Shell And BASF Accused Of Causing Public Health Problems
Royal Dutch Shell and BASF have been fined by a court in Brazil with 1.1 billion reals, equivalent to 490 million euros for soil and water pollution. The pollution has allegedly caused health problems for the residents near the companies’ working sites, Reuters.
According to “Frankfurter Allgemeine Zeitung”, the fine was decided by a court in the town of Paulina, located 120 kilometers north of Sao Paulo.
The two companies dispute the charges and will appeal the penalty.
“We expect Brazil to establish justice, to a higher level, I was not responsible to the alleged consequences of some diseases and other charges, said on Sunday a spokesman for Shell.
BASF also plans to appeal the decision to an appeal court and said that Shell group is responsible for problems that occurred, said a representative of the German giant.
Shell built the factory in Paulinia in the 70s and sold it in 1995, to Cyanamid chemical producer.
BASF bought in 2000 and operated the pesticide factory there for only two years before its closing. Since 2008, the production unit is again owned by Shell.
Shell Brazil regretted that there was environmental contamination at the factory in Paulina, who was held over time separately by Shell and BASF. We are convinced that there was no connection between our operations and the problems with the population’s health “said a Shell representative.
BASF is the largest chemical company in the world and is headquartered in Germany. An interesting fact is that initially, BASF originally stood for Badische Anilin- und Soda-Fabrik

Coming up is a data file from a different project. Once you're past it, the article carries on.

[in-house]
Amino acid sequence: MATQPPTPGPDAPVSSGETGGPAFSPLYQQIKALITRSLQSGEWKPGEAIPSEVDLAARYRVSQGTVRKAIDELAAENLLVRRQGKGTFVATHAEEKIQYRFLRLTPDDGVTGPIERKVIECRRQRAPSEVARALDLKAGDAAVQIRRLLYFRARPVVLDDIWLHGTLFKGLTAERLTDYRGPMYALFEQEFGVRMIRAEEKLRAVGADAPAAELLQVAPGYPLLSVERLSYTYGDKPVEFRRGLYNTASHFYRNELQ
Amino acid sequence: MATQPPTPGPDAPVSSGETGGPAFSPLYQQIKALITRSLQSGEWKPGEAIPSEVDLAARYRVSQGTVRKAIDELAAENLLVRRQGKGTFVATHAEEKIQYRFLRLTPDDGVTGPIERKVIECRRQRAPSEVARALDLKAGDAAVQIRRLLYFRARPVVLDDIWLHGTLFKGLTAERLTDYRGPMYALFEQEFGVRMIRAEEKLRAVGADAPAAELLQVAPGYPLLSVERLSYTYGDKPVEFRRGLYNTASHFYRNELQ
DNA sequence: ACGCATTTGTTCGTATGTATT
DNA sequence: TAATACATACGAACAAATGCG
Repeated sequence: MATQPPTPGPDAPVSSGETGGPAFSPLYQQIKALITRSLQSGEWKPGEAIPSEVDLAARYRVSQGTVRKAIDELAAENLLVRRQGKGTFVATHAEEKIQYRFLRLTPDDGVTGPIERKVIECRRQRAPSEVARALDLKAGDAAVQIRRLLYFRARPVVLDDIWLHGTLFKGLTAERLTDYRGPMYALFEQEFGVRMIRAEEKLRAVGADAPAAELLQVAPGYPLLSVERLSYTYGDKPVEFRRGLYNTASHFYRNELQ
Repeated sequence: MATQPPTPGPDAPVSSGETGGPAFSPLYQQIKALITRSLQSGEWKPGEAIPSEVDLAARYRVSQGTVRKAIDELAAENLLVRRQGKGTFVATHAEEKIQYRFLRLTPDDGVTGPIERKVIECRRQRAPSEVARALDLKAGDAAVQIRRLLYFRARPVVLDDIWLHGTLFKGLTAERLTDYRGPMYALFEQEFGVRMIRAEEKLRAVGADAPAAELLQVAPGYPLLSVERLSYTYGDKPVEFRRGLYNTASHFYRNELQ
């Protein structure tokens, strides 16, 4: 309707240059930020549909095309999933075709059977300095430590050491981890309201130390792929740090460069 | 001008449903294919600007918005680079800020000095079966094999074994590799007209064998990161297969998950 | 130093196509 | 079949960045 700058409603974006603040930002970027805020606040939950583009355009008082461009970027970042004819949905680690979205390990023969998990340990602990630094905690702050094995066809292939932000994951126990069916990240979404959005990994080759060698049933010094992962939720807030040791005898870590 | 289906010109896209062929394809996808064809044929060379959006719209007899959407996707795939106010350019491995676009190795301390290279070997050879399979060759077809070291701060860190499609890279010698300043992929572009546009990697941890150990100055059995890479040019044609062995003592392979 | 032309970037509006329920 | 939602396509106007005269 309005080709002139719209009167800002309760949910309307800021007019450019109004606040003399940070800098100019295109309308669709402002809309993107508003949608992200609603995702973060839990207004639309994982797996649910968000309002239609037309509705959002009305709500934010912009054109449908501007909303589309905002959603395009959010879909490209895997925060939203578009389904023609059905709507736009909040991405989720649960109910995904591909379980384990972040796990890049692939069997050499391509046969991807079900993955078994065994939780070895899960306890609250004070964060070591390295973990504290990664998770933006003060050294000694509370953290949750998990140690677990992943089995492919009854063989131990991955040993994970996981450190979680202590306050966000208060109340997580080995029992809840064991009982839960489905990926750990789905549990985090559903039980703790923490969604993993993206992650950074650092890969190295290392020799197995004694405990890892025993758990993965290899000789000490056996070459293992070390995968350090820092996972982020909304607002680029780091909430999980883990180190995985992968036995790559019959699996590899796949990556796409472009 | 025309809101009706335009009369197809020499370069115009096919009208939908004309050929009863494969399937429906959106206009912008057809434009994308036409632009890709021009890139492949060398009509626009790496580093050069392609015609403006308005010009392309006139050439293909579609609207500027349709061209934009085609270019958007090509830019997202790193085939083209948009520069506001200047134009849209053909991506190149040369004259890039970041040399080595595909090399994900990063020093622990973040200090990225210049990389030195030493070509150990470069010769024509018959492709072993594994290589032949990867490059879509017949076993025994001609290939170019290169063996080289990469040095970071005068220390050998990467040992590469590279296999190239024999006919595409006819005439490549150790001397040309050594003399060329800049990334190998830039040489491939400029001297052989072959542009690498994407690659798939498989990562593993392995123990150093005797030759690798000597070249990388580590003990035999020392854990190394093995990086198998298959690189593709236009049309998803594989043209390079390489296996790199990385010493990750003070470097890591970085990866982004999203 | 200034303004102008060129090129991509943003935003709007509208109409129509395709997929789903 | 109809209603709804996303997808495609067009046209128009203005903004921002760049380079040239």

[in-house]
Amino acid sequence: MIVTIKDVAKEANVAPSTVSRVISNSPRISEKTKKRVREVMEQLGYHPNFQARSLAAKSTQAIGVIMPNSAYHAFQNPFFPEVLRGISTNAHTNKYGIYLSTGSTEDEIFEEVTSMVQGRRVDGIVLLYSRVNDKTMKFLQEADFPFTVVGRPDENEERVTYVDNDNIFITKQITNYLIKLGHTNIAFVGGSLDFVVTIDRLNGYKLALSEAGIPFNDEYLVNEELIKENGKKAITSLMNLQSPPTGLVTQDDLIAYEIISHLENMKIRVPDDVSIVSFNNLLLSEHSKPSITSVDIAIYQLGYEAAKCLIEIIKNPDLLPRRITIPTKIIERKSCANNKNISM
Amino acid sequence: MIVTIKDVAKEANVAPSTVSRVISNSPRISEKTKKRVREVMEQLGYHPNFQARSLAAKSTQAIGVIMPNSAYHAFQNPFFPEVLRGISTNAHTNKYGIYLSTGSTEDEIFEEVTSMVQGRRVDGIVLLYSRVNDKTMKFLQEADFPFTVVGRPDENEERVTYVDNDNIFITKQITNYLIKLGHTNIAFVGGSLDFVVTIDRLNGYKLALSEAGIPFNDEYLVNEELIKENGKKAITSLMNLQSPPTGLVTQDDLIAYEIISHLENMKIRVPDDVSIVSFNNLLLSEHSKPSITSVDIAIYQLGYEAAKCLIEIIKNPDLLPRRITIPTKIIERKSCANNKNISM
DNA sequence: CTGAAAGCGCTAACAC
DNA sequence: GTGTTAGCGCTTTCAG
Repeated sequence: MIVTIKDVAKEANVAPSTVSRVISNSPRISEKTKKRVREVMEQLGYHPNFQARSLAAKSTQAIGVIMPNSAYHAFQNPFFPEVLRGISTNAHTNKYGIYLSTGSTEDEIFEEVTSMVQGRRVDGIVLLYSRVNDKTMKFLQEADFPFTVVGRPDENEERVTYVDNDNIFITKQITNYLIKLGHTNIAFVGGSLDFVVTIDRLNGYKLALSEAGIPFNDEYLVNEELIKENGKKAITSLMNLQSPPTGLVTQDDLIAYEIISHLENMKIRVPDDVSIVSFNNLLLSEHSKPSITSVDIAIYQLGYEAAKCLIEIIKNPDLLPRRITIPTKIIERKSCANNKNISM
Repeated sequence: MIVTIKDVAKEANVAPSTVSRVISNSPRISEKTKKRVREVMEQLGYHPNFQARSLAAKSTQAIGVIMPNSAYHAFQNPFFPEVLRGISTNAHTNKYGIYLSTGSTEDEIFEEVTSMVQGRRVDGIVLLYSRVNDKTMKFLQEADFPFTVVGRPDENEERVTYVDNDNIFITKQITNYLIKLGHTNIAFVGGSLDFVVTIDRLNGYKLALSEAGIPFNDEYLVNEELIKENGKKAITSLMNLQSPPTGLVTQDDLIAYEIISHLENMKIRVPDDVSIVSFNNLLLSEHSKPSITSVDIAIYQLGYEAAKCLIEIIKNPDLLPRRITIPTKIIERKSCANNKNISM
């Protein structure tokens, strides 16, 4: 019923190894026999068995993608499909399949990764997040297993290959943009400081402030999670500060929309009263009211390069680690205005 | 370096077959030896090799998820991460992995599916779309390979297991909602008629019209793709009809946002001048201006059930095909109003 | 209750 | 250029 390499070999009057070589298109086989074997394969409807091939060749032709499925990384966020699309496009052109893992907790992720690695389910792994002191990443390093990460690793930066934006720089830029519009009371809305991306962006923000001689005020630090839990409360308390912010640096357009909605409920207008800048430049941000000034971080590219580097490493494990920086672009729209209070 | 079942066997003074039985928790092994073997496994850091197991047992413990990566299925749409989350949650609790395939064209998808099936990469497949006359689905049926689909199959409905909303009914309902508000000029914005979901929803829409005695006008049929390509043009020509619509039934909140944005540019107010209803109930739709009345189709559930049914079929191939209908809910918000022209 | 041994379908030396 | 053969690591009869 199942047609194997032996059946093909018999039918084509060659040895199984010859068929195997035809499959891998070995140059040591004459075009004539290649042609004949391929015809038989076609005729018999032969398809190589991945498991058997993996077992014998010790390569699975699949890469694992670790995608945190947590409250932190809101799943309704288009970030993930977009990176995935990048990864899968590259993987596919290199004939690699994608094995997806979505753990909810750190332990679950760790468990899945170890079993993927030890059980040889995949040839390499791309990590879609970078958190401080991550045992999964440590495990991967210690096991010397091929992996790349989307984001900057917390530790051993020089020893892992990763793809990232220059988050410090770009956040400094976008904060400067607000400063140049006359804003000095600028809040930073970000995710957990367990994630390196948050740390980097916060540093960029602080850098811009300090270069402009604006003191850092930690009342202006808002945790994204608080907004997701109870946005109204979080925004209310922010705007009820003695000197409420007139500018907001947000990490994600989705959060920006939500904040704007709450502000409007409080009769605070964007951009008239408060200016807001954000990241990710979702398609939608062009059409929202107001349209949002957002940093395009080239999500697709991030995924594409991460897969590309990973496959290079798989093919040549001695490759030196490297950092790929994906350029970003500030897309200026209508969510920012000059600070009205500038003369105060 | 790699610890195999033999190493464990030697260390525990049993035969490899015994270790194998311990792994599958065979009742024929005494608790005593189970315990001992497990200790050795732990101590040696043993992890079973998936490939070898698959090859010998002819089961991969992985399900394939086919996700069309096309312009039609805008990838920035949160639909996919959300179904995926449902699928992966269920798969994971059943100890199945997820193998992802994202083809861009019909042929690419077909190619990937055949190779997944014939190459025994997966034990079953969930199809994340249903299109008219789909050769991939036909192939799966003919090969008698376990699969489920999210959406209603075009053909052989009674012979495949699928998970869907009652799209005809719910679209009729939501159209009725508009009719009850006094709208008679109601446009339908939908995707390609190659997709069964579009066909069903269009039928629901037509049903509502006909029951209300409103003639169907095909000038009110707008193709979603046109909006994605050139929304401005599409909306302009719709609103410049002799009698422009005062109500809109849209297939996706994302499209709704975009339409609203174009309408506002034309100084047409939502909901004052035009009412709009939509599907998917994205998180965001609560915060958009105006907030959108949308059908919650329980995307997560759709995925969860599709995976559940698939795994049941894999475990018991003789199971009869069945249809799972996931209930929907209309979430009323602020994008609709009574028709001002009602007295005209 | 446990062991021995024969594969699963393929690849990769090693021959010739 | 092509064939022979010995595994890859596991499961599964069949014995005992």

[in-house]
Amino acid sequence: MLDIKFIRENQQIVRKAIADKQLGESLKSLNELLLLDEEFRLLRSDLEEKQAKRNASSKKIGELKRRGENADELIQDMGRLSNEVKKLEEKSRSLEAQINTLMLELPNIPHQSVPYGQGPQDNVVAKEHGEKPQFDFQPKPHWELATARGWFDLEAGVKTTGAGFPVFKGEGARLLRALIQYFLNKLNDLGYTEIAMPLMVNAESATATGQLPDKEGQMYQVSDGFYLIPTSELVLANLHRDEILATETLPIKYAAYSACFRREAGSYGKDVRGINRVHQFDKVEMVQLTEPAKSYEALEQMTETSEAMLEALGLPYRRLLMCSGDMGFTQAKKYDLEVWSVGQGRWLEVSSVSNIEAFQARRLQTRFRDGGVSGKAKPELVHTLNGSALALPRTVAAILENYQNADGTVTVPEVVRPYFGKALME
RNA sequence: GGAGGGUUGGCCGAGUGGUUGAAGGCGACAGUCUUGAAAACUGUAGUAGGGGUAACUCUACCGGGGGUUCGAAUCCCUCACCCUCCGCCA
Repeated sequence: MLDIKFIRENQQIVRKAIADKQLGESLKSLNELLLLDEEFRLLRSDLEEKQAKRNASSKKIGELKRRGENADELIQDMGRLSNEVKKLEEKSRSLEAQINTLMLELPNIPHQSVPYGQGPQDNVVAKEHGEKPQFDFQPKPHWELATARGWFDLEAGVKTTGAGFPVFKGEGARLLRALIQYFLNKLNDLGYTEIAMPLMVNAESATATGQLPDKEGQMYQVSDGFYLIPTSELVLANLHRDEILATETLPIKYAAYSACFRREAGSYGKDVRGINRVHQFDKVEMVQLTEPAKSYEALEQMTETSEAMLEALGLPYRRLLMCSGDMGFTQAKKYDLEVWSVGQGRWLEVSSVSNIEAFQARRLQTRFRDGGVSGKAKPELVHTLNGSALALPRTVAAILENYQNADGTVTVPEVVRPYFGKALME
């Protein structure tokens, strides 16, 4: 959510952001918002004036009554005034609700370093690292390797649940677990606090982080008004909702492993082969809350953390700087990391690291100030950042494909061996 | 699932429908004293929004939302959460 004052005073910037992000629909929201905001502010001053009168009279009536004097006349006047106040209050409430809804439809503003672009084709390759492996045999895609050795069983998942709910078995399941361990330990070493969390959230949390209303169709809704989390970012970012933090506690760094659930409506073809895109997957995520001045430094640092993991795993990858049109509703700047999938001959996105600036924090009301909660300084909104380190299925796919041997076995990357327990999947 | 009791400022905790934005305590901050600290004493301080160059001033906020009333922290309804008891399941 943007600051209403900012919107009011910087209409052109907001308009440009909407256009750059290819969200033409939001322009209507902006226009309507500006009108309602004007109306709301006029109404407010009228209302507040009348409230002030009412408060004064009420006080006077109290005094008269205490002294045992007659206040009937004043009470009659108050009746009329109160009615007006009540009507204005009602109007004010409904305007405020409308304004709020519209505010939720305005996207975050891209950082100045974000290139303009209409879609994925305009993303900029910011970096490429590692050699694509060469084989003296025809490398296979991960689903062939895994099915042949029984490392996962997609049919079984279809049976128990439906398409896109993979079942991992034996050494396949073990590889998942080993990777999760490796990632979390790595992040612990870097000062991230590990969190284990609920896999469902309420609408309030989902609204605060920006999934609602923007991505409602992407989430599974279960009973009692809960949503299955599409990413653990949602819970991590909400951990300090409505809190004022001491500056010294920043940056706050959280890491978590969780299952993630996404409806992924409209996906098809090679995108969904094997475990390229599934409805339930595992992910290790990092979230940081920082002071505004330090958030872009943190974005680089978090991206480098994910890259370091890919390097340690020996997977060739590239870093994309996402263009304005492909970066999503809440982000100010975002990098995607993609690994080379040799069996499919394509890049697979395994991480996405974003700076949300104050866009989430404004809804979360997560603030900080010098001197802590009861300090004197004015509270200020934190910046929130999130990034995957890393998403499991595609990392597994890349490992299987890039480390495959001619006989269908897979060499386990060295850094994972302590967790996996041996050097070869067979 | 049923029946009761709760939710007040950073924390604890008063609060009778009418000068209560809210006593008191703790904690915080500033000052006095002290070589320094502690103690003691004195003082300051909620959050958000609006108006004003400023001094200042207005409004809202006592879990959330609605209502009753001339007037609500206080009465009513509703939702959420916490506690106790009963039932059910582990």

The BASF Group comprises subsidiaries and joint ventures in more than 80 countries and operates six integrated production sites and close to 380 other production sites in Europe, Asia, Australia, Americas and Africa. Its headquarters are located in Ludwigshafen am Rhein (Rhineland-Palatinate, Germany). BASF has customers in over 200 countries and supplies products to a wide variety of industries.
BASF was founded on 6 April 1865 Mannheim, in the state of Baden-Württemberg, Germany, by Friedrich Engelhorn. He had been responsible for setting up a gasworks and street lighting for the town council in 1861. The gasworks produced tar as a byproduct, and Engelhorn used this for the production of dyes. BASF was set up in 1865 to produce other chemicals necessary for dye production, notably soda and acids. The plant, however, was erected on the other side of the Rhine river at Ludwigshafen because the town council of Mannheim was afraid that the air pollution of the chemical plant could bother the inhabitants of the town. In 1866 the dye production processes were also moved to the BASF site.
The other company implicated in this lawsuit, Royal Dutch Shell plc., commonly known as Shell, is a global oil and gas company headquartered in The Hague, Netherlands and with its registered office at the Shell Centre in London, United Kingdom. It is the largest energy company and the second largest company in the world measured by revenues and is one of the six oil and gas giants.
It has operations in over 90 countries, produces around 3.1 million barrels of oil equivalent per day and has 44,000 service stations worldwide. Shell Oil Company, its subsidiary in the United States, is one of its largest businesses.
The Royal Dutch Shell Group was created in February 1907 when the Royal Dutch Petroleum Company and the “Shell” Transport and Trading Company Ltd of the United Kingdom merged their operations – a move largely driven by the need to compete globally with the then predominant US petroleum company, John D. Rockefeller’s Standard Oil. The terms of the merger gave 60% of the new Group to the Dutch arm and 40% to the British.11